Definition of financial institution (FI)

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What is a financial institution (FI)?

A financial institution (FI) is a company whose business is to process financial and monetary transactions such as deposits, loans, investments and foreign exchange transactions. Financial institutions encompass a wide range of business transactions within the financial services industry, including banks, trust companies, insurance companies, brokerage firms, and securities dealers.

Virtually everyone living in a developed economy has a permanent or at least periodic need for the services of financial institutions.

Key points to remember

  • A financial institution (FI) is a company whose business is to process financial and monetary transactions such as deposits, loans, investments and foreign exchange transactions.
  • Financial institutions encompass a wide range of business transactions within the financial services industry, including banks, trust companies, insurance companies, brokerage firms, and securities dealers.
  • Financial institutions can vary by size, scope and geography.

Understanding the financial institution

Financial institutions serve most people in one way or another, as financial operations are an essential part of any economy, with individuals and businesses relying on financial institutions for transactions and investments. Governments consider it imperative to supervise and regulate banks and financial institutions, as they are an integral part of the economy. Historically, bankruptcies of financial institutions can create panic.

In the United States, the Federal Deposit Insurance Corporation (FDIC) maintains regular deposit accounts to reassure individuals and businesses about the safety of their finances with financial institutions. The health of a country’s banking system is a pillar of economic stability. Loss of confidence in a financial institution can easily lead to a bank run.

Types of financial institutions

Financial institutions offer a wide range of products and services for individual and business customers. The specific services offered vary widely between different types of financial institutions.

Commercial banks

A commercial bank is a type of financial institution that accepts deposits, offers checking account services, provides business, personal and mortgage loans, and offers basic financial products such as certificates of deposit (CDs) and bank accounts. savings for individuals and small businesses. A commercial bank is where most people do their banking, as opposed to an investment bank.

Banks and similar business entities, such as savings banks or credit unions, offer the most commonly recognized and frequently used financial services: checking and savings accounts, mortgages and other types of loans for individuals and businesses. Banks also act as payment agents through credit cards, wire transfers, and exchange bureaus.

Financial institutions can operate at many scales, from local community credit unions to international investment banks.

Investment banks

Investment banks specialize in providing services designed to facilitate business operations, such as capital expenditure financing and equity offerings, including initial public offerings (IPOs). They also typically provide brokerage services to investors, act as market makers for trade, and handle mergers, acquisitions and other corporate restructurings.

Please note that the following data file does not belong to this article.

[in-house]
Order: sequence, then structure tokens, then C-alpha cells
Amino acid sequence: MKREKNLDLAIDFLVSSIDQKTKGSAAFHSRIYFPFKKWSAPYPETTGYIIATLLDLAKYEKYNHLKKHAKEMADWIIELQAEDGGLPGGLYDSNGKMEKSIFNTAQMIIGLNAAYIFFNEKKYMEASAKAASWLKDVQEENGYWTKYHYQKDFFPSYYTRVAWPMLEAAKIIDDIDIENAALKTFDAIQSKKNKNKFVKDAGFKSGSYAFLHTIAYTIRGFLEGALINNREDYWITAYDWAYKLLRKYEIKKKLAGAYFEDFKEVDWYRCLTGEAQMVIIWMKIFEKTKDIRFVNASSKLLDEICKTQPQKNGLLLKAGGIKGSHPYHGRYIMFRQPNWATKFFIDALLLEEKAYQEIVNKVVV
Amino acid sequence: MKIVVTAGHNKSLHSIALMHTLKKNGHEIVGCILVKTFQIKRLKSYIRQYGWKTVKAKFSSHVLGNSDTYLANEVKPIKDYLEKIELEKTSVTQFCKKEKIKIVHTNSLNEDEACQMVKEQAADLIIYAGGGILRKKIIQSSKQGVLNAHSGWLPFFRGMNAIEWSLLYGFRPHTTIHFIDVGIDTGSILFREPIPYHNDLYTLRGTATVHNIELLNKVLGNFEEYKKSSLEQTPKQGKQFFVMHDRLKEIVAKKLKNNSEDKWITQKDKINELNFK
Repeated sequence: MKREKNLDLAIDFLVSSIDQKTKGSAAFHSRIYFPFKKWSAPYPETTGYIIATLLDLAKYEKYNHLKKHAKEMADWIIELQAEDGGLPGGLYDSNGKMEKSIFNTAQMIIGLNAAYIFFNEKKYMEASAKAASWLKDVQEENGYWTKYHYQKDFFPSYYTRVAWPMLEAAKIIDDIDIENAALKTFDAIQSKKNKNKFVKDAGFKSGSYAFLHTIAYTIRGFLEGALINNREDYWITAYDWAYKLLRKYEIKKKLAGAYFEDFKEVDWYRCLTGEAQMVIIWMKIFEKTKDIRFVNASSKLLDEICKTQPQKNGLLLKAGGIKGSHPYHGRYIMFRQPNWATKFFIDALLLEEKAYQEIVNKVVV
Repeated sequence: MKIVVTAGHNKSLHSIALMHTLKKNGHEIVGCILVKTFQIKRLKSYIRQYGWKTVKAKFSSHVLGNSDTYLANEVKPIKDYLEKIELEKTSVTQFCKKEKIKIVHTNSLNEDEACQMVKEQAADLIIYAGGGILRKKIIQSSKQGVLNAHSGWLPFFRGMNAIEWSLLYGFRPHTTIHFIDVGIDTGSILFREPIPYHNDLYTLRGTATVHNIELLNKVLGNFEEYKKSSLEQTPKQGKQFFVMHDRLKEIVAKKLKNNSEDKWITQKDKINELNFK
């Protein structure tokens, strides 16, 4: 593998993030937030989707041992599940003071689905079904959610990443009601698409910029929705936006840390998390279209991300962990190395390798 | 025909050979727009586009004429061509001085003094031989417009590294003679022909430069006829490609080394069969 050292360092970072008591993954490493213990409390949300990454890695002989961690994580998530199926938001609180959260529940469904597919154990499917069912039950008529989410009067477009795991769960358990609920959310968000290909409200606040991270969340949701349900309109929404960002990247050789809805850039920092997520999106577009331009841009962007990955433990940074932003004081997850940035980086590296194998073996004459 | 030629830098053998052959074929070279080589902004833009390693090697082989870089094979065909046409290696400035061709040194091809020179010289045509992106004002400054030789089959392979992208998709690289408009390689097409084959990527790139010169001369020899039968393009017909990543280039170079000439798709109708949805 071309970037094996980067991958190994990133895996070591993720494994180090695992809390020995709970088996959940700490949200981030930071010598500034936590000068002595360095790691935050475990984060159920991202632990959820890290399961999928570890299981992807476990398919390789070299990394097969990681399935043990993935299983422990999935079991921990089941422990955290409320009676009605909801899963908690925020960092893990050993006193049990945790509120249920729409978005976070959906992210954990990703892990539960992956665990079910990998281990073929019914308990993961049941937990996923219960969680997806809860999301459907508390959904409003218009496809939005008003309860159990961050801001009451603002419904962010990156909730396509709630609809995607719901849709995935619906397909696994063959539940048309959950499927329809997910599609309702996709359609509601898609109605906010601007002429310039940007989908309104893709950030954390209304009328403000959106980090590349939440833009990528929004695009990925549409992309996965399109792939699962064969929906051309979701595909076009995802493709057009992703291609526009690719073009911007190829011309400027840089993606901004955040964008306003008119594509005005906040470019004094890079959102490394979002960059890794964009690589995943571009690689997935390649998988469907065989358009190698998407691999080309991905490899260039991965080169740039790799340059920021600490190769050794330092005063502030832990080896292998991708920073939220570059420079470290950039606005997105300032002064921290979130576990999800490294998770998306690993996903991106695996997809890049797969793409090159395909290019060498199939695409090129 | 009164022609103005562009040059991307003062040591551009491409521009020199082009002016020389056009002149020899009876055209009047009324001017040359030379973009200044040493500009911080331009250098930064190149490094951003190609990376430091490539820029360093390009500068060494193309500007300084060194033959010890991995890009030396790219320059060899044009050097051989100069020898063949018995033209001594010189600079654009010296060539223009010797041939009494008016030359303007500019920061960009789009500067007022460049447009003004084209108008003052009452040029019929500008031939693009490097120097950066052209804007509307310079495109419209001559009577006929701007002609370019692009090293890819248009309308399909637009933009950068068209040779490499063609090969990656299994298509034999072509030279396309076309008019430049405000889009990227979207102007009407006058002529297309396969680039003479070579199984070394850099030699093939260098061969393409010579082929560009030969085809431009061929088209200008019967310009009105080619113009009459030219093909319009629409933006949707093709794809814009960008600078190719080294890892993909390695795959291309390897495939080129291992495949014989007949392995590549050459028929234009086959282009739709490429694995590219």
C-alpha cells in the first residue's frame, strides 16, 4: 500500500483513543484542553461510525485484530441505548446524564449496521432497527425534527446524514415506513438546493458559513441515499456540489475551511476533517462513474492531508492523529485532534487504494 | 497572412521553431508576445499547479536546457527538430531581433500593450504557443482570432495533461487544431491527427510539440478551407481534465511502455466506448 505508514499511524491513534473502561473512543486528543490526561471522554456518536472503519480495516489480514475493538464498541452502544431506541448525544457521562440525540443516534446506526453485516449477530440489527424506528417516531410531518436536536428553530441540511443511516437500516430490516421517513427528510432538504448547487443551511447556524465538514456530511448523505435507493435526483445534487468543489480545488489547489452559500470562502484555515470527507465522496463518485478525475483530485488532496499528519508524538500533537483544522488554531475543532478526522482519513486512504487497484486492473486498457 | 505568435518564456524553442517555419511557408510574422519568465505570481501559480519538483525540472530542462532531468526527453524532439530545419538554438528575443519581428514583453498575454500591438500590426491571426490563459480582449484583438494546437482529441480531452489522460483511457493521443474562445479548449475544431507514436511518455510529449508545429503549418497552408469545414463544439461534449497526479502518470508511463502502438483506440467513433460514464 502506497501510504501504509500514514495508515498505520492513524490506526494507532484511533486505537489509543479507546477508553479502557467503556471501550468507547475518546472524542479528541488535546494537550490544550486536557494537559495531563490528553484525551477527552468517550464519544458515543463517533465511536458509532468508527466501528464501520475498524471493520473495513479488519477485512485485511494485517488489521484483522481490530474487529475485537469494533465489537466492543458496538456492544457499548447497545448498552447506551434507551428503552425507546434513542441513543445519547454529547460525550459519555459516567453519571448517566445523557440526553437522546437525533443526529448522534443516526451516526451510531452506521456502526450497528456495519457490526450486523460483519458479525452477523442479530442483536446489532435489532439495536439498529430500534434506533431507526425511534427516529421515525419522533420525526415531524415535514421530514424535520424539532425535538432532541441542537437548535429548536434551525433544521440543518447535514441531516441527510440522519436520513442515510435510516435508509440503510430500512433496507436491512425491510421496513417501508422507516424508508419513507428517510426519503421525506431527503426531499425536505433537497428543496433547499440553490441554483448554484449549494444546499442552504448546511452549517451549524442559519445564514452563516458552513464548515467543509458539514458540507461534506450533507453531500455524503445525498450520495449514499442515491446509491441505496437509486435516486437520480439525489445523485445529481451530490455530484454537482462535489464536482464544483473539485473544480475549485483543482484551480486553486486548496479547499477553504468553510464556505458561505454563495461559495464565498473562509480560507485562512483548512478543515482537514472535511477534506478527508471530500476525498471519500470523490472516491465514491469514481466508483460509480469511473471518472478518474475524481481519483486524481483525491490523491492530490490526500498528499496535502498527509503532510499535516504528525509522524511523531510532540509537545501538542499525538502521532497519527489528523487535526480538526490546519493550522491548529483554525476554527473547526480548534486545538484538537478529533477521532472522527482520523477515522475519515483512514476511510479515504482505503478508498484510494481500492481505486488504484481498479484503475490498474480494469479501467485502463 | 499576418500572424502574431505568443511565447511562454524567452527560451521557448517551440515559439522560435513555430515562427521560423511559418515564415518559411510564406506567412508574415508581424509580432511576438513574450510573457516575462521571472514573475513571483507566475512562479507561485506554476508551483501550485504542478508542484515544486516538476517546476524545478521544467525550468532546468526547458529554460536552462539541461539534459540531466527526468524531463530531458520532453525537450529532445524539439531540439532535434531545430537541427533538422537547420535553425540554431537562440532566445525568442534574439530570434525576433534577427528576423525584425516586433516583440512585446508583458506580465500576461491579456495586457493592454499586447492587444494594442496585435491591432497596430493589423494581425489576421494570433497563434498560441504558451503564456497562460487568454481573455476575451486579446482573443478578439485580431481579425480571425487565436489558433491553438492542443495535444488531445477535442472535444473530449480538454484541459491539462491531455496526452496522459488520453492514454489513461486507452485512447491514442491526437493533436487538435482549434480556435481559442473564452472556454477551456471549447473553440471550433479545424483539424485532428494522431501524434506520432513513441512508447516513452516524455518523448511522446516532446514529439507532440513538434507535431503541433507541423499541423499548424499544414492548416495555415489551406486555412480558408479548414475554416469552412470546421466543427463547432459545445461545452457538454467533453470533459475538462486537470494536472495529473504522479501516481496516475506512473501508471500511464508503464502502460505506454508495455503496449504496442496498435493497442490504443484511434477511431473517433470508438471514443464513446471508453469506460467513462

Insurance companies

Among the best-known non-bank financial institutions are insurance companies. Insurance, whether for individuals or businesses, is one of the oldest financial services. Asset protection and financial risk protection, secured by insurance products, is an essential service that facilitates the investments of individuals and businesses that fuel economic growth.

Brokerage firms

Investment firms and brokerage houses, such as mutual fund and exchange-traded fund (ETF) provider Fidelity Investments, specialize in providing investment services that include wealth management services and financial advice. They also provide access to investment products that can range from stocks and bonds to lesser-known alternative investments, such as hedge funds and private equity investments.

Why are financial institutions (FIs) important?

Financial institutions serve most people in one way or another, as financial operations are an essential part of any economy, with individuals and businesses relying on financial institutions for transactions and investments. Governments consider it imperative to supervise and regulate banks and financial institutions, as they are an integral part of the economy. Historically, bankruptcies of financial institutions can create panic.

What are the different types of financial institutions?

The most common types of financial institutions are commercial banks, investment banks, insurance companies, and brokerage firms. These entities offer a wide range of products and services for retail and business customers such as deposits, loans, investments and foreign exchange.

What is the difference between a commercial bank and an investment bank?

A commercial bank, where most people do their banking, is a type of financial institution that accepts deposits, offers checking account services, provides business, personal, and mortgage loans, and offers basic financial products such as certificates of deposit (CDs) and savings accounts. individuals and small businesses. Investment banks specialize in providing services designed to facilitate business operations, such as capital expenditure financing and equity offerings, including initial public offerings (IPOs). They also typically provide brokerage services to investors, act as market makers for trade, and handle mergers, acquisitions and other corporate restructurings.


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